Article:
January 1, 1 p.m. We leave the port of Ushuaia. The sea is calm, and a warm sun puts us in a cheerful mood. Slowly and without incident we drag ourselves up to Port Williams, along endless coasts of lenga beech and numerous flocks of birds. At the port, a girl with an old rubber dinghy takes us ashore. Everything should be resolved in a short time, but the Chilean Carabineros keep us moored at the small port. A major storm is approaching, and various bureaucratic complications, which in Chile we discover to be normal, prevent us from leaving. Ice Bird is the name of our “walnut shell,” a sailboat of about 20 meters. The name refers to the small boat that David Lewis used to make the first solo (almost) circumnavigation of Antarctica. There are nine of us in it: our young captain, Oly; his assistant, Dave; the mountain guide Phil with his clients; and the three of us, the only Italians.
January 2. After endless hours we set sail. The sea is calm, and the warm colors of the sunset make me feel good. One of our travel companions flies a drone over the boat: from the outside we are beautiful, a long strip of sparkling light passes through us. Everything goes smoothly, and we drop anchor near Lennox Island, just west of Cape Horn, the terror of navigators. Tomorrow we will no longer be able to rely on the protection of the islands; we will have to go out into the open, crossing the Drake Passage, where the two great oceans, the Pacific and the Atlantic, meet. Stories of this crossing send a shiver down my spine, but it’s better not to think about it.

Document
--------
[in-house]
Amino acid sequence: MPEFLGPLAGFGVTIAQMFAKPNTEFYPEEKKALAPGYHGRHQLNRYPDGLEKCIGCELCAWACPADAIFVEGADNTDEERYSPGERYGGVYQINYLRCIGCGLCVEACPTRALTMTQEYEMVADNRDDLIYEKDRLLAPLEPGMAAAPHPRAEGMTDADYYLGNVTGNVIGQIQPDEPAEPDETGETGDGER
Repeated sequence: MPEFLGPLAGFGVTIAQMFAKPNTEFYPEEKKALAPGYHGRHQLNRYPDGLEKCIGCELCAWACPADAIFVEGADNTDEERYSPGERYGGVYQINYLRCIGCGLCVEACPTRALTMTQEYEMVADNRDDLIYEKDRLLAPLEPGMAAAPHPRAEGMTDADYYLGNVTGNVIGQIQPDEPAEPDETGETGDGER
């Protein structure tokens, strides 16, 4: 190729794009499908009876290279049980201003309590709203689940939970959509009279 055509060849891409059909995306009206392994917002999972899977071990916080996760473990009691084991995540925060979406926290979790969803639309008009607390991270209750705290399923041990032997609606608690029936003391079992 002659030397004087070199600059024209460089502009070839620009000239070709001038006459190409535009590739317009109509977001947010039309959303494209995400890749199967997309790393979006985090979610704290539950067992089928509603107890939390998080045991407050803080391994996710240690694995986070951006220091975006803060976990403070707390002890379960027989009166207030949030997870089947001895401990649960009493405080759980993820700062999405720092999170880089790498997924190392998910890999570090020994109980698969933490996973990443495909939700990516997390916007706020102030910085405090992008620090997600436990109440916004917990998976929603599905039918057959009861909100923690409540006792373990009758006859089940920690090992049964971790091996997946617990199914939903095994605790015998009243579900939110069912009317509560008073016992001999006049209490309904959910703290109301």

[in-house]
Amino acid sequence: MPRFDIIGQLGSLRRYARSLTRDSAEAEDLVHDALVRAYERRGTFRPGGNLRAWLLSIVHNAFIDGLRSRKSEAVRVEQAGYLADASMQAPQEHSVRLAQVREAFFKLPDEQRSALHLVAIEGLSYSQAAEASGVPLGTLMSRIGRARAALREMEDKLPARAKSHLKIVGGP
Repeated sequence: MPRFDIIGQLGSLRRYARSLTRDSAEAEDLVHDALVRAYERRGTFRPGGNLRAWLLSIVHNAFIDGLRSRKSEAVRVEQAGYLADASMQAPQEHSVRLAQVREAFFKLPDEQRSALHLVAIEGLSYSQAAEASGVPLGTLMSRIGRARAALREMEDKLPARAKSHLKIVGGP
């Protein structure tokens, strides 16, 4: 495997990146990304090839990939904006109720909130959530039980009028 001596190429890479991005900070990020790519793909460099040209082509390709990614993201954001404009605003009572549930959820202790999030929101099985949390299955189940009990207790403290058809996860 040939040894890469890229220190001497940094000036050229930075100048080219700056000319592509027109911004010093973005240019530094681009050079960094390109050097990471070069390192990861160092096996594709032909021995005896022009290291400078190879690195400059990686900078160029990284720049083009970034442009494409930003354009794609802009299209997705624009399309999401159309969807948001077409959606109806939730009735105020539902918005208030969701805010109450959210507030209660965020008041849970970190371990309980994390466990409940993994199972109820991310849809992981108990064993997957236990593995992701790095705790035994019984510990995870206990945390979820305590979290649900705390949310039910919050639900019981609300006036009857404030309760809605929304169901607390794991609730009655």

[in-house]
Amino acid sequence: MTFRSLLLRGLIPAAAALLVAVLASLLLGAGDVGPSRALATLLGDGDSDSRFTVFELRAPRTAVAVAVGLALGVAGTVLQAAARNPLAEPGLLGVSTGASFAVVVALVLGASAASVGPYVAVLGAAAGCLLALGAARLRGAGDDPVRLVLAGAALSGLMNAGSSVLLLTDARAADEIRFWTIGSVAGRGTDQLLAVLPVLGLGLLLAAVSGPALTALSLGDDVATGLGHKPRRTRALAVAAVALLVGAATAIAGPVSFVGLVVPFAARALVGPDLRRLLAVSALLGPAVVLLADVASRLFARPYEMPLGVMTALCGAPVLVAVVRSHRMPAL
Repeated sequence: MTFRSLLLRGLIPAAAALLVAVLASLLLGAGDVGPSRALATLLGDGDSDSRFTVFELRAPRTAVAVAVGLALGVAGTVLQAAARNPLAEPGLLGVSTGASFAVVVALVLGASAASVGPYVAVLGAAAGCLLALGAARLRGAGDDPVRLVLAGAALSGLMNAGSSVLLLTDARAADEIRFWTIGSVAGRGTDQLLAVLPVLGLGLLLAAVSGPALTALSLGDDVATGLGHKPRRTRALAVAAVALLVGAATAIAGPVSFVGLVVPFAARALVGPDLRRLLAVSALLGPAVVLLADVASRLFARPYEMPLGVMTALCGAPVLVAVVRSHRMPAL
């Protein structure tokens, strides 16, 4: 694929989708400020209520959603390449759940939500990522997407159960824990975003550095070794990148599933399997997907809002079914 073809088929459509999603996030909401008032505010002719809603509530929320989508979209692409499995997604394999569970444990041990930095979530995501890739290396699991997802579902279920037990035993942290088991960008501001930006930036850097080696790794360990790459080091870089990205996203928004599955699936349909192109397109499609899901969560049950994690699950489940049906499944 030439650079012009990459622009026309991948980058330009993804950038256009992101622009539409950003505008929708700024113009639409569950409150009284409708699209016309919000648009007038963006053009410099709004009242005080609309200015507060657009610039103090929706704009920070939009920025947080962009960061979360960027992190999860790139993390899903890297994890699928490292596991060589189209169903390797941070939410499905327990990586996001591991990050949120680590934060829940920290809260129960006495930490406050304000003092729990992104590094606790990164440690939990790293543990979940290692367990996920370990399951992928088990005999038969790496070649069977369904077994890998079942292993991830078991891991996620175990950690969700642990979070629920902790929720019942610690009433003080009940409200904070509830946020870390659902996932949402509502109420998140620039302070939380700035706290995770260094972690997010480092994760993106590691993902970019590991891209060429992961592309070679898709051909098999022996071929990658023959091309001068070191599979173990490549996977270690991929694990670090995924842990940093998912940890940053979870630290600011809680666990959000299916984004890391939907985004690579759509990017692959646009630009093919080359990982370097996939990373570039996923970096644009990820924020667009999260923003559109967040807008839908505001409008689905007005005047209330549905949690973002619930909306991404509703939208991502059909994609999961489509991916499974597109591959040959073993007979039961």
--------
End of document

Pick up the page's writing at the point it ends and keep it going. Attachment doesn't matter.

January 4. Today is my daughter Valentina’s birthday. Yesterday was terrible. Huge long waves tormented us, and sailing doesn’t help. I threw up all day and I hurt everywhere. It’s 3 p.m. and I’m feeling a little better, but my stomach is still upset. Fortunately, we’re almost halfway through the passage. Cleaning the boat, then going to bed for a while. Sleep is liberating.
January 6. We see the first small Antarctic islands through the fog. Outside it’s 1° Celsius and the coast, still very far away, appears white. Everything out there seems white, cold, and motionless. Thinking about pitching a tent there makes me shiver. We’ve gotten ourselves in trouble!
4 p.m. The day goes on forever. We’ve seen huge icebergs and countless whales. Now we’re sailing along a long and vertiginous frozen coast, still far away. The fog gives the environment a surreal, harsh, and inhospitable air. The sea is calm and it’s comfortable on the boat now. We slowly advance among these huge blocks of ice. We seem to be suspended in nothingness, but we feel like we’ve reached our first goal. Climbing those icebergs would be a good and easy opportunity to get some nice shots, but our captain absolutely forbids it. He tells us that if one of those ice blocks were to flip over, we could all be dead. It doesn’t matter, because our objective is different: we want to climb rock walls — rock that we discover to be very bad, though, ground by the millennial work of the glaciers and at this moment made extremely dangerous by sudden melting.